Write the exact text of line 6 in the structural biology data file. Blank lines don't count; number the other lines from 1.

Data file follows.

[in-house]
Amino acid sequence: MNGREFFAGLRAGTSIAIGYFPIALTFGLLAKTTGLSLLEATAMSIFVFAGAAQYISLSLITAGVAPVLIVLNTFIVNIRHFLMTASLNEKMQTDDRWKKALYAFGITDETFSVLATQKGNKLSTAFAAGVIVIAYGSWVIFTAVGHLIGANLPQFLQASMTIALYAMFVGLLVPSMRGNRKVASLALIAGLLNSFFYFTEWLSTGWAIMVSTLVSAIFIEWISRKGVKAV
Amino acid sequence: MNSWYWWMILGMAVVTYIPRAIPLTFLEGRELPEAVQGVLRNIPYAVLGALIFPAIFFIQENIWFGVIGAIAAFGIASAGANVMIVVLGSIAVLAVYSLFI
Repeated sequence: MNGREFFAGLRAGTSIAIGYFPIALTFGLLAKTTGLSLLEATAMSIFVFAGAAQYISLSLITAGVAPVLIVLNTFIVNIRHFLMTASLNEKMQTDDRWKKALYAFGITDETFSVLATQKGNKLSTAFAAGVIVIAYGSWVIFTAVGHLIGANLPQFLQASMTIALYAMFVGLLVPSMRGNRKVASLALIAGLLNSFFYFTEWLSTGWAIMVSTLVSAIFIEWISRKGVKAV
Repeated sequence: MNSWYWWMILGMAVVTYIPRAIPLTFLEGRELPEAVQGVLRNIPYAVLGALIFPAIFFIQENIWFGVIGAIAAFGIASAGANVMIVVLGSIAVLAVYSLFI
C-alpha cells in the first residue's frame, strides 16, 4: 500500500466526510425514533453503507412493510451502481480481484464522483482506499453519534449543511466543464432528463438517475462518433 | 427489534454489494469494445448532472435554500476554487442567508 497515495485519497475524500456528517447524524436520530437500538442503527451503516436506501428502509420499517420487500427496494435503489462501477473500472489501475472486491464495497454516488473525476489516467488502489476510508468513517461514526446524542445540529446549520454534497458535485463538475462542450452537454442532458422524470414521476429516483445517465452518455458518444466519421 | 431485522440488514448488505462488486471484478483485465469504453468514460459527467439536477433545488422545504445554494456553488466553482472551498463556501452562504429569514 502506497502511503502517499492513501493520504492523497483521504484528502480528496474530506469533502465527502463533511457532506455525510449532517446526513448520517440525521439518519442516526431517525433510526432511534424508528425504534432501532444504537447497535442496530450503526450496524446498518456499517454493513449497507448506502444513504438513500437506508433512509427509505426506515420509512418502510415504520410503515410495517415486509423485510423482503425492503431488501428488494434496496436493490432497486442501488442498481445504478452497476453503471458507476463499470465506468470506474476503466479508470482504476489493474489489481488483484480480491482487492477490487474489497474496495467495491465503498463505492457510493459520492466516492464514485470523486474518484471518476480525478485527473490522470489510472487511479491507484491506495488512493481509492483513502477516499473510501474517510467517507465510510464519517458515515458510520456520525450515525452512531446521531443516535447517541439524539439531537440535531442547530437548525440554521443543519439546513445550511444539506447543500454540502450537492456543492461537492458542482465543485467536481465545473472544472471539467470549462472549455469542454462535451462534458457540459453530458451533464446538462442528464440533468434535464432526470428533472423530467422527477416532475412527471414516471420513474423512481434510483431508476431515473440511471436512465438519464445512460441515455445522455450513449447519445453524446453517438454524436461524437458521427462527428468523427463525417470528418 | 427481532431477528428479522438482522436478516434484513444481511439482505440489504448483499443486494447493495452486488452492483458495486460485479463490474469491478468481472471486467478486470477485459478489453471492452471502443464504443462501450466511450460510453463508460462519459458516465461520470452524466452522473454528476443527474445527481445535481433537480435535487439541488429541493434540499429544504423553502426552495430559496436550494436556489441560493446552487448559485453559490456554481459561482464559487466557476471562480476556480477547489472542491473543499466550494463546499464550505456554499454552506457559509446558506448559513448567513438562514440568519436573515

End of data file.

C-alpha cells in the first residue's frame, strides 16, 4: 500500500466526510425514533453503507412493510451502481480481484464522483482506499453519534449543511466543464432528463438517475462518433 | 427489534454489494469494445448532472435554500476554487442567508 497515495485519497475524500456528517447524524436520530437500538442503527451503516436506501428502509420499517420487500427496494435503489462501477473500472489501475472486491464495497454516488473525476489516467488502489476510508468513517461514526446524542445540529446549520454534497458535485463538475462542450452537454442532458422524470414521476429516483445517465452518455458518444466519421 | 431485522440488514448488505462488486471484478483485465469504453468514460459527467439536477433545488422545504445554494456553488466553482472551498463556501452562504429569514 502506497502511503502517499492513501493520504492523497483521504484528502480528496474530506469533502465527502463533511457532506455525510449532517446526513448520517440525521439518519442516526431517525433510526432511534424508528425504534432501532444504537447497535442496530450503526450496524446498518456499517454493513449497507448506502444513504438513500437506508433512509427509505426506515420509512418502510415504520410503515410495517415486509423485510423482503425492503431488501428488494434496496436493490432497486442501488442498481445504478452497476453503471458507476463499470465506468470506474476503466479508470482504476489493474489489481488483484480480491482487492477490487474489497474496495467495491465503498463505492457510493459520492466516492464514485470523486474518484471518476480525478485527473490522470489510472487511479491507484491506495488512493481509492483513502477516499473510501474517510467517507465510510464519517458515515458510520456520525450515525452512531446521531443516535447517541439524539439531537440535531442547530437548525440554521443543519439546513445550511444539506447543500454540502450537492456543492461537492458542482465543485467536481465545473472544472471539467470549462472549455469542454462535451462534458457540459453530458451533464446538462442528464440533468434535464432526470428533472423530467422527477416532475412527471414516471420513474423512481434510483431508476431515473440511471436512465438519464445512460441515455445522455450513449447519445453524446453517438454524436461524437458521427462527428468523427463525417470528418 | 427481532431477528428479522438482522436478516434484513444481511439482505440489504448483499443486494447493495452486488452492483458495486460485479463490474469491478468481472471486467478486470477485459478489453471492452471502443464504443462501450466511450460510453463508460462519459458516465461520470452524466452522473454528476443527474445527481445535481433537480435535487439541488429541493434540499429544504423553502426552495430559496436550494436556489441560493446552487448559485453559490456554481459561482464559487466557476471562480476556480477547489472542491473543499466550494463546499464550505456554499454552506457559509446558506448559513448567513438562514440568519436573515